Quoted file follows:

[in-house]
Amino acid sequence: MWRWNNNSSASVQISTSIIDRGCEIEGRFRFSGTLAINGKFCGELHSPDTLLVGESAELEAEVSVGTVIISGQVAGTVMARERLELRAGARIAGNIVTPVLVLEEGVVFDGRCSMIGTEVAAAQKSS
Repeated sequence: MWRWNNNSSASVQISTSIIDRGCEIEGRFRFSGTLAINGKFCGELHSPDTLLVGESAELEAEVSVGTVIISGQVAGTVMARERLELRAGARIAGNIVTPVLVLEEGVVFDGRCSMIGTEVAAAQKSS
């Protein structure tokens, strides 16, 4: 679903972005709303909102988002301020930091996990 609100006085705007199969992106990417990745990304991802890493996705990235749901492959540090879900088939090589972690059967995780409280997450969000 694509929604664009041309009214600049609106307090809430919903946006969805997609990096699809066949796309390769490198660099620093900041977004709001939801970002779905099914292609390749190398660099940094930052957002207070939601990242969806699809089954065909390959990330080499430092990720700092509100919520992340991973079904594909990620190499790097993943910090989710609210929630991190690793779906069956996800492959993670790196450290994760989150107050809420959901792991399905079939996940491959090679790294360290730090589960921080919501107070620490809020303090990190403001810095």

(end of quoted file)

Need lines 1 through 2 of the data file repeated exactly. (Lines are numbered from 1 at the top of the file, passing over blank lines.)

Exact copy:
[in-house]
Amino acid sequence: MWRWNNNSSASVQISTSIIDRGCEIEGRFRFSGTLAINGKFCGELHSPDTLLVGESAELEAEVSVGTVIISGQVAGTVMARERLELRAGARIAGNIVTPVLVLEEGVVFDGRCSMIGTEVAAAQKSS